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Is HP a Buy?

Leo Sun, The Motley Fool

HP (NYSE: HPQ) lost about a quarter of its market value over the past six months due to the slowdown of its core PC and printer businesses. But after that sell-off HP trades at just nine times forward earnings, while paying a forward annual dividend yield of 3%.

With that low valuation and decent dividend, is HP an undervalued income stock -- or is it a value trap that could ensnare bargain hunters?

An HP EliteBook.

Image source: HP.

What happened to HP?

HP spun off its enterprise business as Hewlett-Packard Enterprise (NYSE: HPE) in late 2015. After the split, HP retained the company's PC and printing businesses.

Both units were stuck in slow-growth markets, but the slimmed-down HP revitalized its aging PC business with new convertible devices, premium notebooks, and gaming PCs. It also scaled up its printing business by acquiring Samsung's (NASDAQOTH: SSNLF) printing unit and the office equipment dealer Apogee.

Those strategies helped HP post an impressive streak of double-digit sales and earnings growth. However, that streak abruptly ended in the first quarter of 2019:

YOY sales

Q1 2018

Q2 2018

Q3 2018

Q4 2018

Q1 2019

Personal Systems

15%

14%

12%

11%

2%

Printers

14%

11%

11%

9%

0%

Total

14%

13%

12%

10%

1%

YOY = Year-over-year. Source: HP quarterly reports.

HP's personal systems business struggled with declining shipments of notebooks and desktops, which it blamed on sluggish upgrades and Intel's (NASDAQ: INTC) ongoing shortage of CPUs. It also lost its crown as the world's top PC maker to Lenovo last year after the Chinese company acquired a controlling stake in Fujitsu's PC unit.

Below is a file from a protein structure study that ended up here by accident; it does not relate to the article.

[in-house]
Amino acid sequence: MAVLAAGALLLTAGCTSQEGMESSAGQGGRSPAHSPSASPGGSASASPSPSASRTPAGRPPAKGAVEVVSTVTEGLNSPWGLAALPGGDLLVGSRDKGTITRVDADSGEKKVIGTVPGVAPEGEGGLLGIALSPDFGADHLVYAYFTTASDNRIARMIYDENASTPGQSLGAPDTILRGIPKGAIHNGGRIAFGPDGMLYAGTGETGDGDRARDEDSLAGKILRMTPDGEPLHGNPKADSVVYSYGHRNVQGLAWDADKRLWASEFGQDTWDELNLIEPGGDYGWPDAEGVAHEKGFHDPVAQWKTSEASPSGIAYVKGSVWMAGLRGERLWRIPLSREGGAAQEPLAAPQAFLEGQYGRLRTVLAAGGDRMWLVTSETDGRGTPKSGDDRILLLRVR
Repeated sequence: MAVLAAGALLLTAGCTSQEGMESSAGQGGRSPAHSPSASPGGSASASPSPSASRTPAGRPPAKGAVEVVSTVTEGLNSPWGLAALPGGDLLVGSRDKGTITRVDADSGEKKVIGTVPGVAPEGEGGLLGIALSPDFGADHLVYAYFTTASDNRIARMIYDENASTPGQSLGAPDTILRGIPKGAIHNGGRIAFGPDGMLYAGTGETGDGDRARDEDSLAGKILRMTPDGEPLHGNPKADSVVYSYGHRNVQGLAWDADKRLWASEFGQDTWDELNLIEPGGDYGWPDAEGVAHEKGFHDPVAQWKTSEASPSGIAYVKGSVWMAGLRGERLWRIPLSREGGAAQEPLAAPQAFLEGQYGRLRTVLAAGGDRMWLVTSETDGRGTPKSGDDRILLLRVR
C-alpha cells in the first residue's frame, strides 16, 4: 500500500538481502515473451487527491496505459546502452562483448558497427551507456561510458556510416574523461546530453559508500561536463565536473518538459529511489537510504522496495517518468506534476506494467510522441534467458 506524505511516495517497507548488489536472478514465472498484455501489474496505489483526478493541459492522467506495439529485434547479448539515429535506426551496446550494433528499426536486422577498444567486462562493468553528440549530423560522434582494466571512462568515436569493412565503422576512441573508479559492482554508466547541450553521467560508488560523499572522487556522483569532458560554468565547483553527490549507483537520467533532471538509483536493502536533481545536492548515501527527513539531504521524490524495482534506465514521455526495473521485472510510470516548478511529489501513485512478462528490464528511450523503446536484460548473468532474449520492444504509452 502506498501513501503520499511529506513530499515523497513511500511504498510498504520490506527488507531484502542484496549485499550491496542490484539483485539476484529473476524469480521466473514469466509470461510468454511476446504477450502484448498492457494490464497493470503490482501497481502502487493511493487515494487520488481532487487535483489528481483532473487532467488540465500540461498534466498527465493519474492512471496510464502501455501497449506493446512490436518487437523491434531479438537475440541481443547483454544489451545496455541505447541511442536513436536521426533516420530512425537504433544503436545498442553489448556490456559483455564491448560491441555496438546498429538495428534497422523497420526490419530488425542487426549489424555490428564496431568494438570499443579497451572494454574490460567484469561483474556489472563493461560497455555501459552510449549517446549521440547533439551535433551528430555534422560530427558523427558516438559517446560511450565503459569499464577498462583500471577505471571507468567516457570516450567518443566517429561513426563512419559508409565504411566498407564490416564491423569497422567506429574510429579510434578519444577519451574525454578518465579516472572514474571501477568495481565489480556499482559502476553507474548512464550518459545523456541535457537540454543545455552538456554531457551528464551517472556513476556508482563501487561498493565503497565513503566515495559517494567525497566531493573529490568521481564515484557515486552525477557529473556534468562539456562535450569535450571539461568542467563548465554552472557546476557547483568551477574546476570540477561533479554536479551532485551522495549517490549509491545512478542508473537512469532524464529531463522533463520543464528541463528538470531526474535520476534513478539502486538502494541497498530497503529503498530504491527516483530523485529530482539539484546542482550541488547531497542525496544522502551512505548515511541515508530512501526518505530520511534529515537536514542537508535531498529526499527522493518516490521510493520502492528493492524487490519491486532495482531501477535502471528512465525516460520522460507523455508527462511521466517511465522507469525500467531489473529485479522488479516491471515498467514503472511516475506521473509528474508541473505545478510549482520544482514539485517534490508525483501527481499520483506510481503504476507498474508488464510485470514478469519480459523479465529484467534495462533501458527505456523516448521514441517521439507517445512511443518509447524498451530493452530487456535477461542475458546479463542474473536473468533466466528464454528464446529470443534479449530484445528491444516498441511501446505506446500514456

HP's printing business struggled with declining sales of its higher-margin supplies due to soft demand in its EMEA (Europe, Middle East, and Africa) region and competition from online retailers selling generic ink and toner. That weakness offset the growth of its lower-margin hardware business.

HP is responding to generic competitors with cost-effective subscription plans (like HP Instant Ink), but it still expects its supplies revenue to fall 3% for the full year. This indicates that the segment's margins will contract and throttle the company's overall earnings growth.

Color ink cartridges in a printer.

Image source: Getty Images.

The tailwinds and headwinds

HP's revenue growth faces tough headwinds, but the company still expanded both business' operating margins last quarter.

Operating margins

Q1 2018

Q2 2018

Q3 2018

Q4 2018

Q1 2019

Personal Systems

3.6%

3.8%

3.9%

3.8%

4.2%

Printers

15.8%

16%

16%

16.1%

16.2%

Operating margins. Source: HP quarterly reports.

HP's PC operating margin expanded as it raised its prices to offset its shipment declines, and its printer operating margin improved as it cut costs to offset the weakness of its supply business. Those are short-term solutions, but there are long-term catalysts on the horizon.

If Intel resolves its chip shortage issues by the end of the year, PC shipments should accelerate again and give HP easy year-over-year comparisons in fiscal 2020. DRAM and NAND prices should remain low and bolster the PC unit's margins. The introduction of new devices like VR headsets could also diversify the business away from traditional PCs.

The printing business could stabilize over time as it expands its ink subscriptions, leverages its acquisitions of Samsung and Apogee's businesses to cut costs, and expands its industrial 3D printing business to diversify away from traditional printers.

HP didn't provide revenue guidance for the full year, but it expects its adjusted earnings per share to rise 5% to 10%, compared to 22% growth in 2018. Most of that growth should come from buybacks -- HP spent over 100% of its free cash flow on buybacks during the first quarter, and those buybacks should buoy its earnings throughout the rest of the year.

So is it time to buy HP?

I don't plan to sell my shares of HP anytime soon. However, it should take a while for HP's stock to recover, and other mature tech stocks currently have brighter growth prospects and pay comparable dividends. Therefore, investors who don't own HP should stick to the sidelines and wait for its two core businesses to recover before jumping in.

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Leo Sun owns shares of HP. The Motley Fool is short shares of Hewlett Packard Enterprise Co. The Motley Fool has a disclosure policy.